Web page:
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My Relationship with Argentinean Malbec

September 16, 2011 - by Jason Phelps

I don’t recall the very first glass of Argentinean Malbec I ever had, but I am guessing it was in the early 2000’s. I likely picked it from a menu based on the description of it coming from a wine region on the rise and having been made from a well known French grape.

I do know that the empty bottle I pulled off a display shelf earlier today was one of the first ones I ever bought to enjoy at home. I vaguely recall pairing it with a steak covered in a red wine gorgonzola sauce that I was fascinated with at the time. I just took a photo of the label (above) to completely ferment this memory.

Recently I have ventured to make my own Malbec. Anytime I set off to make a new wine I am either inspired by a wine of the type and style I have already enjoyed, or I go out and find as many as I can to provide sensory cues that will be my guide. Argentinean Malbecs had not disappointed me up to that point so I set my sites on a few.

Early in April of 2010 we had dinner at Le Milsa, a Brazilian churrascaria, in downtown Montreal. I had read several very positive reviews of the Bodega Norton Malbec but found it was not available in NH where I live. My dinner partners approved of the selection when I requested it, and reiterated their approval upon tasting it. I found it to be subtle and focused, making a great match with the grilled meats I was enjoying.

Later in the month we opposed the Bodegas Escorihuela Don Miguel Gascon Malbec 2008 and the Bodega Catena Zapata Malbec Lunlunta 2007. The intensity of the Catena selection resulted in it being less talked about. I decided to shoot high and try for the Catena’s style fully knowing that my source of fruit and winemaking experience would be the reasons why I would or wouldn’t get there. The Gascon was a weird one, reallyonly being pleasurable with a lot of breathing time.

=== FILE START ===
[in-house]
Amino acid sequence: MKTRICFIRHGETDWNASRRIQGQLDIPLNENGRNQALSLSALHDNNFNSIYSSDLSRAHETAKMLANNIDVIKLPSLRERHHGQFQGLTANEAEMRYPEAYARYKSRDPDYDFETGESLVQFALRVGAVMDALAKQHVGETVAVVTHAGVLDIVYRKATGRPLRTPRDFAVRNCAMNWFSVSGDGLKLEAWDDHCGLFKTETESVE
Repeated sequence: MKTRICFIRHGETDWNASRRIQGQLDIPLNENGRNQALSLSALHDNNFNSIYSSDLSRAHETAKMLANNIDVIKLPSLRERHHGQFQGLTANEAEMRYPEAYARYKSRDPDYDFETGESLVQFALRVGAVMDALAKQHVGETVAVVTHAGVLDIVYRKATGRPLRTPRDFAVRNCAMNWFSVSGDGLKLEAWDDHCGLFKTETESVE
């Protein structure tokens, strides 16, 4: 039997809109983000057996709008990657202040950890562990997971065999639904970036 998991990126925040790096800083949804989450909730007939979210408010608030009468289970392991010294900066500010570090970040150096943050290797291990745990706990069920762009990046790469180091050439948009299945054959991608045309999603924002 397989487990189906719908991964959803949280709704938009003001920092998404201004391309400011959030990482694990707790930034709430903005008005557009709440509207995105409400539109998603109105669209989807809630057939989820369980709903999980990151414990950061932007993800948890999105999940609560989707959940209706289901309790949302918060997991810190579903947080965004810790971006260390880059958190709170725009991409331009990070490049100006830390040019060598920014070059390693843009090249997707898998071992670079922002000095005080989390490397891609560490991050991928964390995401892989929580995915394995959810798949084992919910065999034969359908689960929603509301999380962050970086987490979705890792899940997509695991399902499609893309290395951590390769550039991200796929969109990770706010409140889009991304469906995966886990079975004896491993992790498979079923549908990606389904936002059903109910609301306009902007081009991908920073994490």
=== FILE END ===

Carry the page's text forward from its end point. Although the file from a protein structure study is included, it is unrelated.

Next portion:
My homemade Malbec is coming along nicely, but it will need much more time before I can decide how well I have done.

My relationship with Argentinean Malbec goes back a few years and I hope it will extend for many more. The quality and selection of these wines is consistently increasing, providing all the fodder for continued adventures. If you haven’t yet embraced Malbec from Argentina, get to it!


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Rich Reader »17 Septiembre 2011 @ 15:42 pm |

Algunos dicen que el Malbec destacado tuvo exito en Mendoza debido a la altitud y el suelo. Estos atributos no pueden encontrarse fácilmente en la costa de New Hampshire, y puede ayudar a explicar las diferencias que se encuentran en sus resultados.

Some say that the Malbec excelled in Mendoza because of the altitude and soil. These attributes not readily found in coastal New Hampshire, and may help to explain differences that you find in your results.


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